Italy is one of the most popular destinations in Europe. Home to some of the continent’s most famous landmarks, including the Colosseum, the Leaning Tower of Pisa, and Venice’s picturesque canals, it draws in tens of millions of visitors every year.
Unsurprisingly, it has been battling overtourism for decades now, and while a majority of the country has succumbed to the concerning trend, with some cities going as far as threatening to introduce a ticketing system, other lesser-known spots are still not as badly affected.
That is the case with Puglia, an underrated region in Italy that is not as crowded as the Amalfi Coast and where consumer prices are not as inflated:
Welcome To Puglia
If traveling to Italy is non-negotiable to you, irrespective of price surges and the surging crowds, but you’re not exactly keen on joining the long lines of tourists for that Instagrammable Colosseum-shaped ice lolly in Rome, then maybe you should consider spending more time in Puglia.
If you’re not familiar with Italy’s boot-like map, Puglia sits right on the heel, or the Southeastern peninsula of the country, bounded by the Adriatic Sea.
Looking over the ocean on a clear day from certain points, you may even get a peek at Croatia’s Dalmatian Coast.
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The sweeping ocean panorama is not the only thing that makes Puglia great, though. Home to about four million people, it is one of the most unique and certainly fascinating historical regions of Italy, famous for its olive oil production, Adriatic beaches, and ancient towns.
One Of Italy’s Most Fascinating Historical Regions
Unlike other towns in Italy and their traditional pastel colors, Puglia’s are normally whitewashed, and they can be much more quaint.
There are beautiful bucolic settlements like Alberobello, famous for its UNESCO-listed ‘Trulli’ stone huts and cobbled streets, comparatively less crowded than Positano, Sorrento, and the like, especially in the fall, and Lecce, a Baroque gem jam-packed with much older Roman ruins, including an amphitheater.
Polignano a Mare is also a popular destination, best known for its white-pebble Lama Monachile beach, nestled between two cliffs upon which centuries-old houses are perched and connected at a narrow point by a Roman-era bridge, still in use today.
The beach is particularly scenic and certainly one of Puglia’s most famous postcards, with waters that are bright blue and that stay warm long after summer is over.
The lesser-known Gallipoli is well worth a visit, as well, what with its offshore Old Town, sitting on an island, and imposing Gallipoli Castle.
Of course, we shouldn’t forget Bari, the regional capital and largest city, with a metropolitan population of over a million residents and a surprisingly vast historic center dotted with medieval structures.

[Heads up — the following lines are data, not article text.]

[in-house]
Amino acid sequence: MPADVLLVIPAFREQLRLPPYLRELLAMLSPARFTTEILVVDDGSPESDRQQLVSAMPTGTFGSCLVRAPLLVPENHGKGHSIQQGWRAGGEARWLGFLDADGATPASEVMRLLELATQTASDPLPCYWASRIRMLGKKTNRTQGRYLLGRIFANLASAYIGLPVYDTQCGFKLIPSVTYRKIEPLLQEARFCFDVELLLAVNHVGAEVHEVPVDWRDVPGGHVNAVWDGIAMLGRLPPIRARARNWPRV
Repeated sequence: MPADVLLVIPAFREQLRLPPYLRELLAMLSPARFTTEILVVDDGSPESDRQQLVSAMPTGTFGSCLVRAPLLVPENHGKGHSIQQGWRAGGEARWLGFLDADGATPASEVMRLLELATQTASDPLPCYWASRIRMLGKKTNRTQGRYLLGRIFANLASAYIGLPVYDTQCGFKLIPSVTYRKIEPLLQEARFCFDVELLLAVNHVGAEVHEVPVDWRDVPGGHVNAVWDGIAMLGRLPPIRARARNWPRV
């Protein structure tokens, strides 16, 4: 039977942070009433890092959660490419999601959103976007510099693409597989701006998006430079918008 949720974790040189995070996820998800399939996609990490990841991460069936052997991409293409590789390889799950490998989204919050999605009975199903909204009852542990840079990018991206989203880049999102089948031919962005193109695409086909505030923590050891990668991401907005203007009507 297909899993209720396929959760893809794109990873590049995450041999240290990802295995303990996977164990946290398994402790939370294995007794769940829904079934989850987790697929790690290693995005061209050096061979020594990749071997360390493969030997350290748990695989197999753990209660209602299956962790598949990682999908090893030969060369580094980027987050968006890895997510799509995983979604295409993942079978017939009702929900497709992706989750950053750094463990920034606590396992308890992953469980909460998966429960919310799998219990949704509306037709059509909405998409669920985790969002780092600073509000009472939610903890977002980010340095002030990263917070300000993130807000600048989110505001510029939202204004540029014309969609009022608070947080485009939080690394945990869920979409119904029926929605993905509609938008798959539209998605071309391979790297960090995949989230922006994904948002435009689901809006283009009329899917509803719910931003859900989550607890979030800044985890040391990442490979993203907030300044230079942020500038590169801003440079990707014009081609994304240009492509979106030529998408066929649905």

Alongside Bergamo, it is a seriously underrated Italian city break.
Using Bari as a base to explore Puglia, you should expect to find a myriad of traditional Italian restaurants and world-class museums, as well as the Adriatic’s liveliest nightlife.
There is a never-ending list of world wonders and beautiful sights here, and you might need more than a single week to tick off all of the main landmarks.
Italians Themselves Prefer Puglia Over Amalfi Or Liguria
It’s no wonder Puglia was the favorite destination of Italians themselves in 2022, and if there’s one thing we’ve learned from this post-pandemic scene, where mass tourism is back with a vengeance, is that we should follow in the steps of locals, not go where other tourists are going.
Natives tend to favor destinations that are not yet completely overrun with foreigners and where their traditions and customs are maintained, and the fact that Puglia is surging in popularity with Italians is a strong indicator it has not yet been lost to the Instagram hordes.
That’s not to say it is not crowded.
Regrettably, nowhere in Italy is not crowded these days, but Italy’s favoritism for Puglia could mean it has not been converted into a mere development zone with less-than-stellar restaurant options and polished towns serving as mere tourist playgrounds.
According to Puglia Tips, the region is the number one in Italy for seawater quality, having reasserted its status as a national leader in ‘water healthiness’ last year.
Puglia Is Somewhat Cheaper
Don’t Expect Eastern European Prices, Though
Though Puglia is certainly not Albania or Montenegro, it can be relatively more affordable to visit than other parts of Italy, with Budget Your Trip noting tourists should plan on spending, on average, $123 per day vacationing in Bari.
In Florence, the average cost of a vacation is a relatively higher $168 per day, toppled by Milan’s $181, Rome’s $185, all surpassed by Venice’s shocking median cost of $250 per day.
Puglia may still be somewhat expensive, at least by Eastern European standards, but it can be a fairly cheap vacation within Italy, particularly in the fall, when prices go down along with visitor numbers.
Puglia Will Stay Warm This Fall
In September, the maximum daily temperature in Puglia averages 26.2 degrees Celsius, or 79.16 Fahrenheit, with lows of 17.°C or 62.78°F in the evenings, making it the perfect off-season Transatlantic getaway.
It’s not too hot you can’t stand to be outside for longer than two hours, like in June, but not chilly enough so you need to pack winter coats.
Find more hidden gems of Italy, and start planning your fall trip here.
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This article originally appeared on TravelOffPath.com